Monthly Archives: August 2013


Civil procedure; Exception to five-year period to move for execution of judgment. The Rules of Court provide that a final and executory judgment may be executed by motion within five years from the date of its entry or by an action after the lapse of five years and before prescription sets in. This Court, however, allows exceptions when execution may be made by motion even after the lapse of five years. These exceptions have one common denominator: the delay is caused or occasioned by actions of the judgment obligor and/or is incurred for his benefit or advantage.

In Camacho v. Court of Appeals, we held that where the delays were occasioned by the judgment debtor’s own initiatives and for her advantage as well as beyond the judgment creditor’s control, the five-year period allowed for enforcement of the judgment by motion is deemed to have been effectively interrupted or suspended.

Full text here.


Pleadings and practice. It has been held that the remedies of prohibition and injunction are preventive and, as such, cannot be availed of to restrain an act that is already fait accompli. Where the act sought to be prohibited or enjoined has already been accomplished or consummated, prohibition or injunction becomes moot.

Nevertheless, even if the principal issue is already moot, this Court may still resolve its merits for the future guidance of both bench and bar. Courts will decide a question otherwise moot and academic if it is “capable of repetition, yet evading review.”

It is an opportune time for the Court to assert its role as republican schoolmaster, a teacher in a vital national seminar. There are times when the controversy is of such character that, to prevent its recurrence and to assure respect for constitutional limitations, this Court must pass on the merits of a case.

Administrative law. We have held that an administrative regulation adopted pursuant to law has the force and effect of law. Thus, the rules, guidelines and policies regarding the Order of National Artists jointly issued by the CCP Board of Trustees and the NCCA pursuant to their respective statutory mandates have the force and effect of law.  Until set aside, they are binding upon executive and administrative agencies, including the President himself/herself as chief executor of laws.

Constitutional law; Equal protection. There was a violation of the equal protection clause of the Constitution when the former President gave preferential treatment to respondents Guidote-Alvarez, Caparas, Mañosa and Moreno.  The former President’s constitutional duty to faithfully execute the laws and observe the rules, guidelines and policies of the NCCA and the CCP as to the selection of the nominees for conferment of the Order of National Artists proscribed her from having a free and uninhibited hand in the conferment of the said award. The manifest disregard of the rules, guidelines and processes of the NCCA and the CCP was an arbitrary act that unduly favored respondents Guidote-Alvarez, Caparas, Mañosa and Moreno.  The conferment of the Order of National Artists on said respondents was therefore made with grave abuse of discretion and should be set aside.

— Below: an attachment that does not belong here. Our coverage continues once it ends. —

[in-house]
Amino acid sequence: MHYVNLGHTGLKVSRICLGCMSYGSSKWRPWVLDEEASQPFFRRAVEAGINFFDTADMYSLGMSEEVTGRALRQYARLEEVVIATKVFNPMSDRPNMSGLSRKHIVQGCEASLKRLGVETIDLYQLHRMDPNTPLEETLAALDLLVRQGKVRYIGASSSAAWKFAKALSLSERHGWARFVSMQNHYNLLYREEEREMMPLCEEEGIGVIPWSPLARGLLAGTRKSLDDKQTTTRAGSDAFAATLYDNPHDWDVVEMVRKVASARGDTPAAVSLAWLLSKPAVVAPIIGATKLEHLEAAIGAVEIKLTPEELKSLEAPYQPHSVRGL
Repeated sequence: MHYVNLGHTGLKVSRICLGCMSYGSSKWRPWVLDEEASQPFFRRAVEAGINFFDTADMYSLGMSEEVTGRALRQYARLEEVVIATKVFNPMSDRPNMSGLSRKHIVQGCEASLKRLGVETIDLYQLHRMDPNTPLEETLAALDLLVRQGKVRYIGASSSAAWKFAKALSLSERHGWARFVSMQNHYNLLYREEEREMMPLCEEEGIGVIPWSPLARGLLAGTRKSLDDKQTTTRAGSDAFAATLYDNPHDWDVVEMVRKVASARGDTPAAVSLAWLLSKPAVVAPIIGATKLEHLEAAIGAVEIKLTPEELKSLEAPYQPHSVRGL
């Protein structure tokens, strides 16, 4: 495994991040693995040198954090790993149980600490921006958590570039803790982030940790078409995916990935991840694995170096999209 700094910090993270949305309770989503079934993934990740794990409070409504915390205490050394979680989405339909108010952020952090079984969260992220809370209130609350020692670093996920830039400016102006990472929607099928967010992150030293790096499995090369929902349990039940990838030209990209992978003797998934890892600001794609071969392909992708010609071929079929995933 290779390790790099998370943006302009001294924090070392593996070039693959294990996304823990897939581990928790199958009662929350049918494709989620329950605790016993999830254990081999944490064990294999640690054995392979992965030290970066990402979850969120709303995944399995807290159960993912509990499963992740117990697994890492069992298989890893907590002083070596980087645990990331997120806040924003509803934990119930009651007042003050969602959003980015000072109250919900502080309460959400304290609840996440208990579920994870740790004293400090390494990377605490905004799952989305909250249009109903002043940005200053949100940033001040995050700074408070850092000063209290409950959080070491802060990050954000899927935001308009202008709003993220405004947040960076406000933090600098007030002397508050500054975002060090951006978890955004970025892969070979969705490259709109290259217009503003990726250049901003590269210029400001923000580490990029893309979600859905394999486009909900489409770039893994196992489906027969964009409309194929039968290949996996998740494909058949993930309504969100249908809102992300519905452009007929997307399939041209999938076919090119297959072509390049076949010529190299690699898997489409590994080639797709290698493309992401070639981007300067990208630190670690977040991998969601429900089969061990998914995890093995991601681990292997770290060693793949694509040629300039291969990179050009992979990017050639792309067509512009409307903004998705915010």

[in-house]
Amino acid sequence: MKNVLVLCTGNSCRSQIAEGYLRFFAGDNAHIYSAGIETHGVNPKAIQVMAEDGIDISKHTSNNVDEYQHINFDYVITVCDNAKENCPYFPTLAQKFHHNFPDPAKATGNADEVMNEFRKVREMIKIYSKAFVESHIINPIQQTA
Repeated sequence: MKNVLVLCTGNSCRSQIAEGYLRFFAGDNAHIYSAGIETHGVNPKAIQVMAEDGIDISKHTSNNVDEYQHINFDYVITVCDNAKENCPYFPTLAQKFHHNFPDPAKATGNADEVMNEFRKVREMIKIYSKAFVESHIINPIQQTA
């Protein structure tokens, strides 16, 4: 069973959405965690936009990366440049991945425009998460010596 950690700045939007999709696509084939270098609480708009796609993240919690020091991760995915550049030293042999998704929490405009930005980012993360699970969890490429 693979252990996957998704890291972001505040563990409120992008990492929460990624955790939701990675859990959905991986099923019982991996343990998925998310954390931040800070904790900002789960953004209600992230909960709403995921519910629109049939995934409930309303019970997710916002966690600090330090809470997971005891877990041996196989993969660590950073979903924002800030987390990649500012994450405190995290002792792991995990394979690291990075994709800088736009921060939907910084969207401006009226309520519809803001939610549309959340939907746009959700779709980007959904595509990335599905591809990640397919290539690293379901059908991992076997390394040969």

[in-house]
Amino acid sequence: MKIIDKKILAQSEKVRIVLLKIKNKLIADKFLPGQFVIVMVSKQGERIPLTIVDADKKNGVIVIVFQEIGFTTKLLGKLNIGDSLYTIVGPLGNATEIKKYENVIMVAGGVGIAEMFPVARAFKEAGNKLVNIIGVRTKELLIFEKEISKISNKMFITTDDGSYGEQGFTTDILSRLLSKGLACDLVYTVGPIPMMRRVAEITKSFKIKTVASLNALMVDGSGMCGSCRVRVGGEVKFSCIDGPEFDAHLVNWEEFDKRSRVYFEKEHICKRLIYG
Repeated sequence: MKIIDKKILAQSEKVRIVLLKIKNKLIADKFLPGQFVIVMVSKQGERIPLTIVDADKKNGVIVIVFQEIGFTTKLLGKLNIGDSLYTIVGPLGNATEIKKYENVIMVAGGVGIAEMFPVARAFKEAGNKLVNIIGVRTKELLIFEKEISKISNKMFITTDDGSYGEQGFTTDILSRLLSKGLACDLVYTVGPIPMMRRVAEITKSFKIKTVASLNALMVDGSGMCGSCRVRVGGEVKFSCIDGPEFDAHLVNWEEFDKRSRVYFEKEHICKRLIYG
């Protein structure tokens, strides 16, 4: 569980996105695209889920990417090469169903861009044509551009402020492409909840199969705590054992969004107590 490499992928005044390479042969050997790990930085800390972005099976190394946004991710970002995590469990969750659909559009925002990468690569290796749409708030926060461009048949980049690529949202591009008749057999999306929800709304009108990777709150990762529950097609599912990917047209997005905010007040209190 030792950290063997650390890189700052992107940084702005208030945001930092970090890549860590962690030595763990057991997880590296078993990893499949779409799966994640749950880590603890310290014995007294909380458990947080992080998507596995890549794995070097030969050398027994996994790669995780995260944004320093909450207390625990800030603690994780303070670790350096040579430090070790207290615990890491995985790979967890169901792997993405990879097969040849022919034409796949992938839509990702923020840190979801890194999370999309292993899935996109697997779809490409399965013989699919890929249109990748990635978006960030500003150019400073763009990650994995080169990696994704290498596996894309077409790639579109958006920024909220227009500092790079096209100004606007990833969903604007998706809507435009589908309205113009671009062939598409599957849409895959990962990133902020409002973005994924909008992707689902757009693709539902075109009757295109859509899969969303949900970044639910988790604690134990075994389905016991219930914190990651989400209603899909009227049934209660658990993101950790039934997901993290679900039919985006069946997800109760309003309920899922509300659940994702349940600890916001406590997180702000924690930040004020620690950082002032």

Full text here.


Taxation; Administrative claim for refund. [P]etitioner must show satisfaction of all the documentary and evidentiary requirements before an administrative claim for refund or tax credit will be granted. Perforce, the taxpayer claiming the refund must comply with the invoicing and accounting requirements mandated by the Tax Code, as well as the revenue regulations implementing them.

Thus, the change of petitioner’s name to “Bonifacio GDE Water Corporation,” being unauthorized and without approval of the SEC, and the issuance of official receipts under that name which were presented to support petitioner’s claim for tax refund, cannot be used to allow the grant of tax refund or issuance of a tax credit certificate in petitioner’s favor. The absence of official receipts issued in its name is tantamount to noncompliance with the substantiation requirements provided by law.